Huahine - Part I

July 27, 2003, 2:00 p.m.

At anchor, Avea Bay, Huahine, French Polynesia

Click here for Part II

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Avea Bay anchorage

Dear friends and family:

We are anchored in one of the loveliest, and most idyllic bays we have seen thus far in the South Pacific.  We have escaped the hustle-bustle of Papeete, and we're looking out at palm trees lining a white sand beach, six or seven other boats anchored here in turquoise blue water, reefs with colorful fish only a short swim away, French and Tahitian children playing on the beach... If you were going to plan a vacation in French Polynesia, this would be my number one candidate (so far) for the place to do it.  The small resort here in Avea Bay is called Relais Mahana.  I haven't eaten in their restaurant or seen their rooms, but otherwise it seems like a very pleasant place.

I think Craig wrote just as we were arriving here, and before we had gone ashore.  We had a rather wild ride from Tahiti, in 25-30 knot winds and big, confused seas.  The distance from Tahiti dictates that this is an overnight passage, but only just barely.  The idea is that you leave Tahiti at sunset, and then try not to go any faster than 5 knots, so that you get to Huahine well after sun-up.  (The sun overhead gives better visibility for spotting - and avoiding - any coral reefs).  But we had a hard time holding our speed down to 7 knots (much less 5), even with three reefs in the mainsail, and just a scrap of the genoa out.  So we arrived rather early in the morning.  No matter -- we came in to Avamoa pass, on the northwest corner of Huahine Nui.  It's a big, easy pass, and leads right to the waterfront of Fare, the biggest town on Huahine.  We anchored just off the reef, and promptly went to sleep.  (It was our first overnight passage in the South Pacific with just the two of us, and we're not entirely used to the three hours on -- three hours off -- schedule).

The current in this area is quite strong, and so are the winds.  The boat tended to want to stream with the current, and so there was a lot of clanking of the anchor chain when the big gusts of wind came up.  I told Craig is sounded rather like the ghost of Marley, dragging around his chains in Dickens' "A Christmas Carol."  We went ashore at Fare and were delighted by the little town.  The people were friendly and easy to talk to.  Along the quay, there were crates lined up with agricultural products ready to go to a competition in Tahiti.  Some of the crates were open-slatted, with the world's largest taro roots hanging inside.

Fare's waterfront avenue The street scene was charming: two story buildings with balconies on the landward side of the street, and open quay with benches and small buildings on the ocean side.  Big trees provide shade along the street. 
Roulottes (food trucks) are lined up along the quay, offering many different foods to the passersby.  (Craig says that in the States these trucks are called "roach coaches."  It's the sort of truck that may go to the parking lot of a small to medium sized company -- with no cafeteria -- to sell lunches to the workers.  More recently, at least in Oregon, they are selling tacos.)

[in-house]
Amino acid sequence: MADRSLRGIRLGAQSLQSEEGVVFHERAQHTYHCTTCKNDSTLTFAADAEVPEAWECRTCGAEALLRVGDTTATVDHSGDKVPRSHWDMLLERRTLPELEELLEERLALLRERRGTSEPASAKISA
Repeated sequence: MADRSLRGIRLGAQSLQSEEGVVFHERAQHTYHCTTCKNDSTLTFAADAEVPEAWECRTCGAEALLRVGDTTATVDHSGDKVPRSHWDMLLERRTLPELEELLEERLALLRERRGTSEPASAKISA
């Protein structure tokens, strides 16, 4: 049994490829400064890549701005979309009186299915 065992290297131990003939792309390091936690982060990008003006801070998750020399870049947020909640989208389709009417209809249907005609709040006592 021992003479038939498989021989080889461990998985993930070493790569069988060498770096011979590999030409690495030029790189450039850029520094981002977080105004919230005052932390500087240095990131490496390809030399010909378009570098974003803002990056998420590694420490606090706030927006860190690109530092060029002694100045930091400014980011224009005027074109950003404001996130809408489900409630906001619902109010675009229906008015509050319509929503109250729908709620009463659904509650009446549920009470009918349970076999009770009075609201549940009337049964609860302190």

Roulotte at Fare waterfront
After another night with Marley dragging his chains around the bottom, we decided to move to Avea Bay.  The various guide books we have describe this as one of the prettiest anchorages in French Polynesia, and we certainly concur.  The way here from Fare is entirely inside the reef.  At times the channel is wide and easy, but other times it becomes narrow and circuitous.  
Huahine: the channel between the island and the barrier reef  


You can easily see the reef toward the ocean -- the water becomes suddenly shallow and pale blue.  Toward the island, however, it's a bit trickier.



The darker spots in the turquoise blue water could be deeper places, or  they could be a coral head coming to within a few feet of the surface.  We trust, however, in those French buoys, which were generously provided here -- all along the distance of about 8 miles from Fare.

It's notable that most of the American boats are now gone.  Most arrived in the Marquesas at about the same time we did -- the first of May -- and now their three month visas are expiring.  We went through a tremendous amount of grief, both before the trip and in Papeete, to get a five month visa, but apparently we were almost the only ones who did.  European boats -- being from EC member countries -- are not subject to the three month visa rule, so nearly all the boats we now see are flying one European flag or another.  In Papeete we saw a lot of Germans and Scandinavians, several boats from Switzerland and one from Austria.  Here there are a lot of Belgians.  We've made friends with Tramontana, a Belgian flagged boat carrying a couple from Holland.  When we first arrived in Avea Bay, we befriended Gold Braid, a boat from Manchester, England.  Martin, the owner, and crew Will (Scottish?) and Tischa (sp.?) (Dutch) went out to dinner with us at one of the two local restaurants -- said to be one of the best in Polynesia for Polynesian food.  We ordered off the Polynesian menu selections, only to be told, a few minutes later, that they were "all sold out."  Since there was only one other table occupied in the restaurant, that's hard to figure out.  We ordered other selections -- and I must say they were excellent.  It turned out that Tischa, who has a lactose intolerance, had inadvertently ordered fish with a cheese sauce.  So there commenced a great round of plate-swapping, and we all ended up with something different than we had ordered.  Great fun.

Huahine - Part II

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